Monday, March 6, 2017

Off-Broadway Theater Review: The Most Reluctant Convert

Max McLean. Photo:  Jeremy Daniel.
The Most Reluctant Convert
Written by Max McLean
Co-directed by Max McLean and Ken Denison
Fellowship for the Performing Arts
Extended through May 21

By Lauren Yarger
What's It All About?
The story of the the conversion of author C.S. Lewis (the creator of the Narnia books) from atheism to Christianity. Max McLean, who adapted the script form Lewis' autobiography "surprised by Joy and his "Collected Letters" as well as other materials, stars as Lewis and co-directs the one-man show with producer Ken Denison. Set in Lewis' Oxford study (designed by Kelly James Tighe with projections for backgrounds designed by Rocco Disanti)  in 1950, Lewis relates the story of how he fell away from the faith -- he was baptized in the Church of Ireland and harsh father was not an example of the kinder side of faith. He came to the belief that God did not exist, that religion was something mankind made up to answer terrifying questions.

"I didn't believe in God, but was angry with God for not existing."

He delves into erotica and the occult to fill the void, but never is able to find what he is looking for until later study and conversations with friends like poet Owen Barfield and author J.R.R. Tolkien ("The Hobbit;" "Lord of the Rings") that he realizes he does believe in God. Believing in Jesus as God incarnate came a bit later.

What Are the Highlights?
Lewis went on to become one of the greatest writers about the Christian faith. His books "Mere Christianity" The Narnia Chronicles and "The Screwtape Letters" -- which Fellowship for the Performing Arts also turned into a stage adaptation starring McLean -- have been a source of growth for Christians and conversation with non believers for decades, so it's always great to see this type of work highlighted on a New York Stage.  The always excellent John Gromada provides original music and sound design to enhance the atmosphere. Disanti's projection pulls portraits off the study walls to highlight the people mentioned in Lewis' narrative. A run time of 80 minutes with no intermission is a treat.

What Are the Lowlights?
It's pretty dry, even if you are interested in the Christian perspective of Lewis' conversion. McLean's heavily accented voice (Claudia Hill-Sparks does the dialect coaching) develops a cadence that tends to lull. Introducing some conversation with Tolkien might have broken up the monologue and provided interest for audience members who probably know the Middle Earth author as well or better than Lewis. The "most" reluctant convert seems a stretch for this conversion story which hinges on a a realization and slow acceptance of belief. Believe me, I was a much more reluctant convert! But again, it is a blessing to be able to have this kind of faith-based theater offering in New York and I have already recommended it to many planning trips into the city. Talk-back sessions are offered after most of the performances.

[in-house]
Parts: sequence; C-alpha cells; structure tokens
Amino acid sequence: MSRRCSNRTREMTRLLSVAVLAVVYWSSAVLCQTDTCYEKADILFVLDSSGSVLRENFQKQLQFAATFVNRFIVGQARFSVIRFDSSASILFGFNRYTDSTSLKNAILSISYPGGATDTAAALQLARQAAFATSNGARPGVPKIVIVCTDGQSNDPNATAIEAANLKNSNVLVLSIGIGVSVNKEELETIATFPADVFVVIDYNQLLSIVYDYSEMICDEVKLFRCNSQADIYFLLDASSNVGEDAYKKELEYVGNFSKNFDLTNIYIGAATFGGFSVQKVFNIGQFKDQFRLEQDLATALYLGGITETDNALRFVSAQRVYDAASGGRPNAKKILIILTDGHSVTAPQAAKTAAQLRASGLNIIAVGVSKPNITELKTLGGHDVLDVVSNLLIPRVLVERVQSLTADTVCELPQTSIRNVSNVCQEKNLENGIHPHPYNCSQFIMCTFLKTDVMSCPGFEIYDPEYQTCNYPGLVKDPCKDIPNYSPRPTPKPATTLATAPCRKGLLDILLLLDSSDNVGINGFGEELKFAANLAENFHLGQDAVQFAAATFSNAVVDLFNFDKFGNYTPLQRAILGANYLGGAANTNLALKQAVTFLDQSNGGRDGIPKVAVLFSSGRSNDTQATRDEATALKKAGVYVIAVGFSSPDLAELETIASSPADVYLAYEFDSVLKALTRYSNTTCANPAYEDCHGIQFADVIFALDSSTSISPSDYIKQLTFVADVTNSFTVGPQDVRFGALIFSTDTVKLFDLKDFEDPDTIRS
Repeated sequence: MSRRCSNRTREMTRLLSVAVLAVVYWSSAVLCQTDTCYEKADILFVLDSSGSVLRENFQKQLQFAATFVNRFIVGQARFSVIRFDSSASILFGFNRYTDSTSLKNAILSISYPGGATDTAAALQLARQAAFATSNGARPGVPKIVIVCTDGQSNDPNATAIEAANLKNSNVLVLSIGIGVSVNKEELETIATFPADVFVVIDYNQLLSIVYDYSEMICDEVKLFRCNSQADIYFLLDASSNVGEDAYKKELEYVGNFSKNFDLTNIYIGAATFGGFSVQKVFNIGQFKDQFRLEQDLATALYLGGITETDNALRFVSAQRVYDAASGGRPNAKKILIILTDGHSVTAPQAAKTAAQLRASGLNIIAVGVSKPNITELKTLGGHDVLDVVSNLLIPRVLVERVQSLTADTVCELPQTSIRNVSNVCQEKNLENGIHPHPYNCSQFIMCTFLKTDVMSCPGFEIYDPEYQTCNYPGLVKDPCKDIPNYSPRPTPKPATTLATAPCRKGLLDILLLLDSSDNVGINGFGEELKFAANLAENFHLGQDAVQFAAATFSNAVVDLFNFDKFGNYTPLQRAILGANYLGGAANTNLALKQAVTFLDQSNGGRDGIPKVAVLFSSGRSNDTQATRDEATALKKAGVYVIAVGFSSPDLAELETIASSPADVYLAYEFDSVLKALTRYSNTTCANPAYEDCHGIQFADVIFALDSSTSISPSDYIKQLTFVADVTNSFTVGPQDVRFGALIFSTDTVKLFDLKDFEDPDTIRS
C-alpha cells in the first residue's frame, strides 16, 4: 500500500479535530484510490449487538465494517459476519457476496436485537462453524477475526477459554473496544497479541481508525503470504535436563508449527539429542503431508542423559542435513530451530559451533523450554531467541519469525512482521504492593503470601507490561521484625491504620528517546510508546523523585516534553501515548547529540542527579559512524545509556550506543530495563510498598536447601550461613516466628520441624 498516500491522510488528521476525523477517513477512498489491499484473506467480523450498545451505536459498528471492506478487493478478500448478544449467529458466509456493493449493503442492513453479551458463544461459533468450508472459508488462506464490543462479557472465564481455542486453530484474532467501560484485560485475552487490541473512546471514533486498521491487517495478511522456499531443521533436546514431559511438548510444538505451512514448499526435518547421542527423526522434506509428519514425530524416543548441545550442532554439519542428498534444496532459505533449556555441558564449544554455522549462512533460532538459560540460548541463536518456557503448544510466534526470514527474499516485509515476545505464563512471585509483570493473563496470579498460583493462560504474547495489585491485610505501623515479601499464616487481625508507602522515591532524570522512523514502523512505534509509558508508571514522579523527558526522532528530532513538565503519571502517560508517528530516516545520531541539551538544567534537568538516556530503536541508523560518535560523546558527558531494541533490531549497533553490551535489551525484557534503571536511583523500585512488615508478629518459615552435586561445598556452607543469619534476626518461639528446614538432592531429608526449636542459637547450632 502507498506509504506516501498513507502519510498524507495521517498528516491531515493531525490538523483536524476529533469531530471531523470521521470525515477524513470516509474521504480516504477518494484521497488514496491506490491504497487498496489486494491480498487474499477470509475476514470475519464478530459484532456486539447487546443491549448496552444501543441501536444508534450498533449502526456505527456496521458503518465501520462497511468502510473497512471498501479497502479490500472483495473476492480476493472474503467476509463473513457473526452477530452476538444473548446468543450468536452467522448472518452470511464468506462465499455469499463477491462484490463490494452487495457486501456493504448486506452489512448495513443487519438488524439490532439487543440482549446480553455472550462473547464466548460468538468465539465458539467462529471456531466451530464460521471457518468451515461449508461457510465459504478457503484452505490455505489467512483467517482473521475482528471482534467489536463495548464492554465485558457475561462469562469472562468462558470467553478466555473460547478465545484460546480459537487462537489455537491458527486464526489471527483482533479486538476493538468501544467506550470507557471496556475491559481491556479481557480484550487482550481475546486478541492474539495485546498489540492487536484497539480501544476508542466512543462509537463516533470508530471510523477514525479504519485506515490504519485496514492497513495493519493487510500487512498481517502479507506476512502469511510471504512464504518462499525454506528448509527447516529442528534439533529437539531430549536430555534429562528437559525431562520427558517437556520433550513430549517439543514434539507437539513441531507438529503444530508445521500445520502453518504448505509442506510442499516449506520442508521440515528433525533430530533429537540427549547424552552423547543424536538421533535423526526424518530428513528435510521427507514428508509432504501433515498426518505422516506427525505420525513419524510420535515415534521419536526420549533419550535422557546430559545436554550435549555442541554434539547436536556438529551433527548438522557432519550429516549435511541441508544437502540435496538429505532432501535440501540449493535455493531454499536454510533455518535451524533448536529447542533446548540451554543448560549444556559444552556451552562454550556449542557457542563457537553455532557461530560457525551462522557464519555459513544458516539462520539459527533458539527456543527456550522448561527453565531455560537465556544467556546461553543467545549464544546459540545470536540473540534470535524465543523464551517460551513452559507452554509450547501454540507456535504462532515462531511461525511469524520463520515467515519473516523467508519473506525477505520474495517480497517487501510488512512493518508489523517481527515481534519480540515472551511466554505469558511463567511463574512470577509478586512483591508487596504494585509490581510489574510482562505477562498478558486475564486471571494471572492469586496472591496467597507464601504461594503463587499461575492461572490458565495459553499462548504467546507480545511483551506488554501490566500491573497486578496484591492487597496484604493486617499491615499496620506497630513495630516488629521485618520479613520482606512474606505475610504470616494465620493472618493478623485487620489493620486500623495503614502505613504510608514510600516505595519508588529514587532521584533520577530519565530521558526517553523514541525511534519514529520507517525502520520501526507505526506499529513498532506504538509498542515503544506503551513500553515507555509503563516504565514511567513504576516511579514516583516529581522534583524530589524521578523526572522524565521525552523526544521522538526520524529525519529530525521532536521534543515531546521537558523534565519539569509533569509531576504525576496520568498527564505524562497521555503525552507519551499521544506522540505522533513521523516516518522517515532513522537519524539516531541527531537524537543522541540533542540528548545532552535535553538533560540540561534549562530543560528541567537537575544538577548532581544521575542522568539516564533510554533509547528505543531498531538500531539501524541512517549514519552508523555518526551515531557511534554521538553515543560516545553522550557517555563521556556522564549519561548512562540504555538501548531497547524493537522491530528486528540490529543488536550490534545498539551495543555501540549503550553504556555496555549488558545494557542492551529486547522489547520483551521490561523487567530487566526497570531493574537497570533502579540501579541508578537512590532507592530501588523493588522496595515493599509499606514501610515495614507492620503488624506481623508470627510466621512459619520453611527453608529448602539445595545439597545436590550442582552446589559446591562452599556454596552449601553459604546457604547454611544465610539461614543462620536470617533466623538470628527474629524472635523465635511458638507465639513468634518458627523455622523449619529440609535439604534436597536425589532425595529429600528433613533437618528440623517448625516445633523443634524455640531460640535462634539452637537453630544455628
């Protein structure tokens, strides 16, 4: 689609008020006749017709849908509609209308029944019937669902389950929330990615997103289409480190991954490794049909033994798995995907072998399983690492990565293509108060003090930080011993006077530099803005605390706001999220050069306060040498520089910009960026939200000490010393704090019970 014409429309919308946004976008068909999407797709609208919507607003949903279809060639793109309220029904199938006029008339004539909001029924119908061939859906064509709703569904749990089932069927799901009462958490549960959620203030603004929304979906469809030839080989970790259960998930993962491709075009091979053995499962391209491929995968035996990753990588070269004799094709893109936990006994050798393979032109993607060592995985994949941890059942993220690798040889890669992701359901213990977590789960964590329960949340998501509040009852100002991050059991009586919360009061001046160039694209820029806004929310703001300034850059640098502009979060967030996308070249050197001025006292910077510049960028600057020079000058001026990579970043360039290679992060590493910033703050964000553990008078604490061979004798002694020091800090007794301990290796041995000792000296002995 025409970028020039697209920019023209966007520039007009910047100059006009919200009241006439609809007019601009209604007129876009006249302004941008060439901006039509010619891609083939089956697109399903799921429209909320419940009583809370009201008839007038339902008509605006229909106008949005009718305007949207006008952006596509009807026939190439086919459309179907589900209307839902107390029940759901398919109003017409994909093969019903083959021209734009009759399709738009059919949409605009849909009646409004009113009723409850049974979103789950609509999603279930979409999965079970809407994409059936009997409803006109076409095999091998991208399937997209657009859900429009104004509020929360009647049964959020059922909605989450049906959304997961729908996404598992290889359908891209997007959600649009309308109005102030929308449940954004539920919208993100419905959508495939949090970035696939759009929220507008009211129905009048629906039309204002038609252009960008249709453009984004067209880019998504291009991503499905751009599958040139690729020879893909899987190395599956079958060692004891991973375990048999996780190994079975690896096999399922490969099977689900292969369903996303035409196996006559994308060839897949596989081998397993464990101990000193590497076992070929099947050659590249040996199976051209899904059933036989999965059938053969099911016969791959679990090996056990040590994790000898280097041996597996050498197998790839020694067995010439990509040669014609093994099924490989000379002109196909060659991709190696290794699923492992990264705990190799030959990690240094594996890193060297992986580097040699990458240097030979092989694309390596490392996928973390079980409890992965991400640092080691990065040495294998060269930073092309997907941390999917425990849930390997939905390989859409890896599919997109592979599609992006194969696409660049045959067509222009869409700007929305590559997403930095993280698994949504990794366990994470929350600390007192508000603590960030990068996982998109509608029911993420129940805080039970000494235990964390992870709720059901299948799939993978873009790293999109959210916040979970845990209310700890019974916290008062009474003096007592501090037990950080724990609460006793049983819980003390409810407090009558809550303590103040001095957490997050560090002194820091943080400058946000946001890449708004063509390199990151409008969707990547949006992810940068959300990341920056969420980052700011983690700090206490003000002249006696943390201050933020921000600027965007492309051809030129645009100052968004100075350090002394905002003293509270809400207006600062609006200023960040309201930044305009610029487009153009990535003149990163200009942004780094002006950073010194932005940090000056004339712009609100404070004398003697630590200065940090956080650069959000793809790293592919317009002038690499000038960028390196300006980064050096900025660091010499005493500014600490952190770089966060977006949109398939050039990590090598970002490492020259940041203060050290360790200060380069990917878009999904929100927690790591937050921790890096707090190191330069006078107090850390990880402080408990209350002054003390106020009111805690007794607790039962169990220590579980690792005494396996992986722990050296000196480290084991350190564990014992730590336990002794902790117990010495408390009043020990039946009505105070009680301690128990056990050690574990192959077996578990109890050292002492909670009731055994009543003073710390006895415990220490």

More information:
The Most Reluctant Convert concludes this season for Fellowship of the Performing Arts (previous shows were The Screwtape Letters and Martin Luther on Trial, the company's first original play.) Performances through April 2: Wednesdays at 7 pm; Thursdays at 7 pm; Fridays at 8 pm; Saturdays at 4 and 8 pm; Sundays at 3 pm.

Beginning on April 4: Wednesdays at 2 pm; Thursdays at 7 pm; Fridays at 8 pm; Saturdays at 3 and 8 pm; Sundays at 3 pm.

Exceptions: There will be no 2 pm performance and no 7 pm performance on Wednesday, March 15 and Wednesday, March 29, no 7 pm performance on Friday, April 14 and no 3 pm performance on Sunday, April 16. There will be an additional 7 pm performance on Tuesday, April 11 and Wednesday, April 12.

Tickets are $65: Acorn Theatre, 410 W. 42nd St., NYC; FPAtheatre.com; 212-239-6200

Additional credits:
Costume Design by Michael Bevins; Lighting Design by Geoffrey D. Fishburn

FAMILY-FRIENDLY FACTORS:
-- No content notes. The theater recommends this show for age 13 and up.

No comments:

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Our reviews are professional reviews written without a religious bias. At the end of them, you can find a listing of language, content or theological issues that Christians might want to know about when deciding which shows to see.

** Mature indicates that the show has posted an advisory because of content. Usually this means I would recommend no one under the age of 16 attend.

Theater Critic Lauren Yarger

Theater Critic Lauren Yarger

My Bio

Lauren Yarger has written, directed and produced numerous shows and special events for both secular and Christian audiences. She co-wrote a Christian musical version of “A Christmas Carol” which played to sold-out audiences of over 3,000 in Vermont and was awarded the 2000 Vermont Bessie (theater and film awards) for “People’s Choice for Theatre.” She also has written two other dinner theaters, sketches for church services and devotions for Christian artists.